- 2020 Winter Pluck is Sold Out - Alishan oolong tea

Alishan Winter Pluck


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Oolong Tea
High Mountain Oolong – gao shan


Ali Shan Winter Pluck


Style/Shape: semiball-rolled leaf with some attached stem
Plucking Style: hand-plucked
Oxidation: 22-25 % oxidation
Roasting:very light roasting in an electric roaster


Appearance: large-sized pellets of tea, attractive velvety green colored leaf
Flavor: rich, deep well-structured, persistent floral flavor
Aroma: classic, crisp, clean high mountain floral aroma with a delicate, sweet hint of freesia
Liquor: pale green liquor with a touch of gold


Plum Mountain
Ali Shan Tea Harvesting District
Chiayi County, Taiwan
Tea Garden Elevation: 5,249 – 5,500 feet

2020 Winter Pluck
(end of October to late November)

Western-style steeping in a large teapot 20-25 oz:


Use 2 teaspoons (2-3 grams) of tea for each 6 oz water
Rinse the tea in your teapot with a quick application of hot water
Immediately discard this liquid
Add additional hot water to start the 1st steeping
Re-steep 3 additional times (or more!) for 2 minutes each
Water temperature should be 180°F-190°F


Asian-style steeping in a small teapot under 10 oz or a gaiwan:


Use 4 teaspoons (4-6 grams) of tea for each 5-6 oz water
Rinse the tea in your tea vessel with a quick application of hot water
Immediately discard this liquid
Add additional hot water to start the 1st steeping
Re-steep 6-8 additional times (or more!) for 35 seconds to 1 minute each
Water temperature should be 180°F-190°F



Oolongs are traditionally ‘rinsed’ before being steeped.
This is done with a quick application of hot water that is poured over the tea in the gaiwan or teapot and then immediately discarded. The rinse water is not drunk – its purpose is to help the leaves begin to open during steeping.
Use additional appropriately-heated water for the 1st steeping and subsequent re-steepings.




Oolongs exemplify the concept that some teas can be re-steeped multiple times and yield an incredible volume of drinkable tea. This practice works best when the leaf is steeped in a small vessel, but it also work somewhat well using a large teapot. Please refer to our steeping instructions for details.

Mary Lou had a first-hand, extensive lesson in semiball-rolled oolong tea manufacture when she visited this family tea producer a few years back. We have been ordering their gao shan tea ever since from both the Spring and Winter harvests.

In the Alishan tea competition (which includes several types of oolong production) our tea farmer has won more than one 1st place for his Alishan oolong and 2nd place awards for his Jin Xuan oolong, which confirms that this 3rd generation tea farmer/producer’s tea-making skills are second-to-none.

Tawian’s tea factories are in full swing from late October into late November, working round the clock to get the fresh leaf made into green gold – both the famous gao shan as well their other oolong manufactures. Each batch of fresh leaf brought to the tea factory requires two full days to become finished tea.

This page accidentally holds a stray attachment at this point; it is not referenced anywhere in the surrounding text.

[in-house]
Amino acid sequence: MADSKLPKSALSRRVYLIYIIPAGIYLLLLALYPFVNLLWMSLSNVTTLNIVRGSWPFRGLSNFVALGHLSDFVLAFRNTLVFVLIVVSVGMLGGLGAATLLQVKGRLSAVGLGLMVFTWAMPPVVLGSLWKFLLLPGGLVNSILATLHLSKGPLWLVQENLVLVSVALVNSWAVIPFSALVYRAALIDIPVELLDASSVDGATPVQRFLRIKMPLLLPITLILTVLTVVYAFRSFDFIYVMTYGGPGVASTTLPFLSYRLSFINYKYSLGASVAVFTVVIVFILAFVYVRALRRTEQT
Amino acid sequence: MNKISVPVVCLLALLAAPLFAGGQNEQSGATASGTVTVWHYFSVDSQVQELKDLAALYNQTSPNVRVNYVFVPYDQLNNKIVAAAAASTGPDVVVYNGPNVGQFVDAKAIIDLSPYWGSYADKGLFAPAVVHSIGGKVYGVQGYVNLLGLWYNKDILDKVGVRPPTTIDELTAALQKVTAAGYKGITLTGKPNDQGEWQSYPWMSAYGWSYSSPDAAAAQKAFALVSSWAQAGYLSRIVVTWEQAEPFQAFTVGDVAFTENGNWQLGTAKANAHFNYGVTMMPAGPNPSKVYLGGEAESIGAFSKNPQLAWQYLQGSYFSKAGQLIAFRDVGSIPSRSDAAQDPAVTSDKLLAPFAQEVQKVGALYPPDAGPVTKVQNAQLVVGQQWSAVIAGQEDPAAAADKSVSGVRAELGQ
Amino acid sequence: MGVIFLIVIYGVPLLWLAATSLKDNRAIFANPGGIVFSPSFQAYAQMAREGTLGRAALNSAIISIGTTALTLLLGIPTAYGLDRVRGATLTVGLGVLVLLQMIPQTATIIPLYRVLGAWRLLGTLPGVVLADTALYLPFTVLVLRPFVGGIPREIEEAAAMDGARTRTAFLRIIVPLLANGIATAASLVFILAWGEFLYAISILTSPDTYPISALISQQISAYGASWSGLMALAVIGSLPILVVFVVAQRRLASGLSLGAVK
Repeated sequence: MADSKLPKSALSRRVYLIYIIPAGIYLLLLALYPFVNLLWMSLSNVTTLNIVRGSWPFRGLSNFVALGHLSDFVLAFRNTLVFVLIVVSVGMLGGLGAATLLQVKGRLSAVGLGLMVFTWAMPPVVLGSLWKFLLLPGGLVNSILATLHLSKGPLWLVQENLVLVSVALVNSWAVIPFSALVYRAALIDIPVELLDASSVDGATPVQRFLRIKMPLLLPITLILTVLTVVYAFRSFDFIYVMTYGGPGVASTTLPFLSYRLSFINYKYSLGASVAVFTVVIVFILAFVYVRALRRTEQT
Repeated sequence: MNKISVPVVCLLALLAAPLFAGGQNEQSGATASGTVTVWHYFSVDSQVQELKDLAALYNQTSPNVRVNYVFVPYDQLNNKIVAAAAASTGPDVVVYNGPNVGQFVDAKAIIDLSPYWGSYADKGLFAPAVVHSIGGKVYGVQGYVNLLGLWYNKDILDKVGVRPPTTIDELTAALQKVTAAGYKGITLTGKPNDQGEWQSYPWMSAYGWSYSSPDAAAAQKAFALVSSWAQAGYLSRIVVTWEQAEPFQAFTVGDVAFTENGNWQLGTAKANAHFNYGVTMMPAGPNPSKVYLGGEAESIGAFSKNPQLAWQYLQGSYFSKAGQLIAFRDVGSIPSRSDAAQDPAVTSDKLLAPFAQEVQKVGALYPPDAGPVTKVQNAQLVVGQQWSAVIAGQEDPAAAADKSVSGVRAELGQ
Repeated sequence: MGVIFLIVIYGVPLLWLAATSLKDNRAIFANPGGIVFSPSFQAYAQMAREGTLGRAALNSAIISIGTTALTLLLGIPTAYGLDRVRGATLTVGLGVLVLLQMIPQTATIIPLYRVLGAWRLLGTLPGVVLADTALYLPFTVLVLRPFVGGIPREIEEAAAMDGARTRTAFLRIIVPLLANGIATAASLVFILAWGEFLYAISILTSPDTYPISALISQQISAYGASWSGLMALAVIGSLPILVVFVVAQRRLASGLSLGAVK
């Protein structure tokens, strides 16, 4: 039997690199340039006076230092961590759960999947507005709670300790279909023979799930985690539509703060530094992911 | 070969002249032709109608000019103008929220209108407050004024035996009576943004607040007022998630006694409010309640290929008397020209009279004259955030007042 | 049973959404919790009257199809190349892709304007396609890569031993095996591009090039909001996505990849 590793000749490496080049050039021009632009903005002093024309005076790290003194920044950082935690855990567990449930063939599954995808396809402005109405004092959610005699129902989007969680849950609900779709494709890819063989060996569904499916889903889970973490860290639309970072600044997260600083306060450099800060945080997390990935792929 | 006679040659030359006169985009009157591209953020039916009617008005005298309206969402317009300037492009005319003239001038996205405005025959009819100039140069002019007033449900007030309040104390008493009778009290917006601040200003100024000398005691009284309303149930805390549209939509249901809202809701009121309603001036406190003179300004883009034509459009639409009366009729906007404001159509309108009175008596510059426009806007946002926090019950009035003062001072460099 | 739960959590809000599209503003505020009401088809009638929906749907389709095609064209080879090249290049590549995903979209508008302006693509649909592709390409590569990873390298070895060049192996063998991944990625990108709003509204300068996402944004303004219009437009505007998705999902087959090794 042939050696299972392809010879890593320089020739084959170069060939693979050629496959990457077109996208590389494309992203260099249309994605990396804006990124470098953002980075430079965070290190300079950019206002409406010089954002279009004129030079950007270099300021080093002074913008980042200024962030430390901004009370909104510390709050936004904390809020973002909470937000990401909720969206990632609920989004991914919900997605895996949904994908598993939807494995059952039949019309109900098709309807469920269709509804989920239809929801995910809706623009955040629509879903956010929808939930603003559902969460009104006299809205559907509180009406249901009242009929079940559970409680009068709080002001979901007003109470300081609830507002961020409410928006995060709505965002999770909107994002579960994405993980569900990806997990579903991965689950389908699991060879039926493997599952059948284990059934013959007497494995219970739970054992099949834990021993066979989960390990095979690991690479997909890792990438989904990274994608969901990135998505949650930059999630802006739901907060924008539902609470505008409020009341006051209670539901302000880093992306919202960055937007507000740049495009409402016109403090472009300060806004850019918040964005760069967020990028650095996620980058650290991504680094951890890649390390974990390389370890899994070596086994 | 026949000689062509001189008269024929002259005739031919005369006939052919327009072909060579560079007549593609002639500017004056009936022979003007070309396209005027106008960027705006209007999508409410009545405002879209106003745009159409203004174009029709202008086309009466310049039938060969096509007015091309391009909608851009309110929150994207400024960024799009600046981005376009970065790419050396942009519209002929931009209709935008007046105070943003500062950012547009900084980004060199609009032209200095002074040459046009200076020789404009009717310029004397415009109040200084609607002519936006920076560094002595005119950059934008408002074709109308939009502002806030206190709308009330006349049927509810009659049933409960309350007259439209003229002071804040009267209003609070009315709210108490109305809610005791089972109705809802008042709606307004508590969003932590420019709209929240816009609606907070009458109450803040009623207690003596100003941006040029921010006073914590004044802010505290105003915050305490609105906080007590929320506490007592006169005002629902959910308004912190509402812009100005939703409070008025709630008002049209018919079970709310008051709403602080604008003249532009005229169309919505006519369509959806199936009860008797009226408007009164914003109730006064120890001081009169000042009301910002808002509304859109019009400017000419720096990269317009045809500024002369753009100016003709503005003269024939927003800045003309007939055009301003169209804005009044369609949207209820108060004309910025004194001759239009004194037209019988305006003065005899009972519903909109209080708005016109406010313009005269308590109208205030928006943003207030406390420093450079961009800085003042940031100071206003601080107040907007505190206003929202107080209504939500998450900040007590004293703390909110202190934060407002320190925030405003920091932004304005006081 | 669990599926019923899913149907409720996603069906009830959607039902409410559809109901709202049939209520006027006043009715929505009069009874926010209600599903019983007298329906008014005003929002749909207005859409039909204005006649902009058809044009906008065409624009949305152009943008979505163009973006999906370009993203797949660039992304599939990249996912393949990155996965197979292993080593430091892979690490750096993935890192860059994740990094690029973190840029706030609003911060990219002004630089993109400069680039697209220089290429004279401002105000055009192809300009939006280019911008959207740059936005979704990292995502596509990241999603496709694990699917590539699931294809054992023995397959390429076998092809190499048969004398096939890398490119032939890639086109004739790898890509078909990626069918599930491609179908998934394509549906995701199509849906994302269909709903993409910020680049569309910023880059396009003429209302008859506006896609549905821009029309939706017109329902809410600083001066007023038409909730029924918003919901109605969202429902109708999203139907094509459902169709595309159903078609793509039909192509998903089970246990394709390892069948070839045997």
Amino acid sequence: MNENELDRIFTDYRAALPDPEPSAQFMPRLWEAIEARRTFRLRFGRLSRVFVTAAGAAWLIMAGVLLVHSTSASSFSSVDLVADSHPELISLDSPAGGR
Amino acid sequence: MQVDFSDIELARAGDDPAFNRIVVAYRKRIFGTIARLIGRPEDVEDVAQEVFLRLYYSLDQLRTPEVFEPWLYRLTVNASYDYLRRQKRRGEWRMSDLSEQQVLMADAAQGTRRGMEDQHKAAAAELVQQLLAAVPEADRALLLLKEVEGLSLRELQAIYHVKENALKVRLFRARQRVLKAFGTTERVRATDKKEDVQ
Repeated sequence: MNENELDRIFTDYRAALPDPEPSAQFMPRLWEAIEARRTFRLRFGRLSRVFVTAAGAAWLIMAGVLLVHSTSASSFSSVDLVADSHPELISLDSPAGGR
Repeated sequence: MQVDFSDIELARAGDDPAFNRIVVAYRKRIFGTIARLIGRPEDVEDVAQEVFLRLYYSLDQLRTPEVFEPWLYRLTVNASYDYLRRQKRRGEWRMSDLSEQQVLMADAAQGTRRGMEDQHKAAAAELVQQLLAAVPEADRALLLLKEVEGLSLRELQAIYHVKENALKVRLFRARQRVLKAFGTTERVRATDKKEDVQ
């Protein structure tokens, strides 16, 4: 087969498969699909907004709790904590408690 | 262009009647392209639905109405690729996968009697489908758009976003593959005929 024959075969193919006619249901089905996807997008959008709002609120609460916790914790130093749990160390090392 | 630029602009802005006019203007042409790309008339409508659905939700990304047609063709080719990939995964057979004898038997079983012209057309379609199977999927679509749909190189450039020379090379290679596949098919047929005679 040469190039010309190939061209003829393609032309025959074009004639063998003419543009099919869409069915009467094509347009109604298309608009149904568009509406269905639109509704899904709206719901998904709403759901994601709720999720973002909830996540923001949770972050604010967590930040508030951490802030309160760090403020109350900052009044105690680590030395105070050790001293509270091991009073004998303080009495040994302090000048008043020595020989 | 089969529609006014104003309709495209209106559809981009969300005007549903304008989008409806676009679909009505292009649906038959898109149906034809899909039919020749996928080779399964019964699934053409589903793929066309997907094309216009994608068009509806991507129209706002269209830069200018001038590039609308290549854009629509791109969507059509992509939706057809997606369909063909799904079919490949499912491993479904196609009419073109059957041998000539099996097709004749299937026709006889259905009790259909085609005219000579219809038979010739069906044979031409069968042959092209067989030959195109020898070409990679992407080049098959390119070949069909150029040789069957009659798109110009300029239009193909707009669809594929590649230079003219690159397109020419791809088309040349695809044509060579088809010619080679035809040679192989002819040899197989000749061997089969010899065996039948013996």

Our Winter pluck Alishan is lightly roasted, which keeps the aromatics high and bright, and gives the tea liquor clarity and a lovely pale golden/green color in the cup. This Winter tea has a pervasive floral fragrance, with a hint of moss and fruit and mineral /stone backbone. It is flavorsome and satisfying in the cup without being bossy and without being overly floral.

The tea was rolled and roasted three separate times and given a three day rest in between each roasting, for a total of 10 days in process. This brings the water content of the leaf down to less than 3%, which ensures that the tea will retain its flavor and aromatic throughout the coming year.

The Alishan mountain range is comprised of many peaks of varying altitudes, and during the day wispy patches of clouds-and-mist develop, blanketing the tea gardens in cool, refreshing mist. Tea gardens cannot be located at the highest elevations of the Alishan because the mountain becomes the Alishan National Park above the elevation at which tea can thrive.

The terroir, and especially this elevation of the Alishan tea gardens, has its own weather, and it is this weather, plus the geology of this elevation, and the overall climatic conditions of this special mountain range that contribute to the unique qualities of Alishan gao shan oolong. Tea bushes that grow here within the mists produce thicker leaves, which means a more concentrated, juicier flavor and a fresh, rich floral aroma.

Winter pluck Alishan teas are not often found in the US – most of this tea is sold to savvy Taiwanese tea connoisseurs who believe that the confident balance of flavor and aroma of Alishan gao shan makes it the most delicious and unique of the high mountain oolongs.


Want to know more?

img-more_gao_shan High Mountain Gao Shan: Taiwan’s Most Distinctive Teas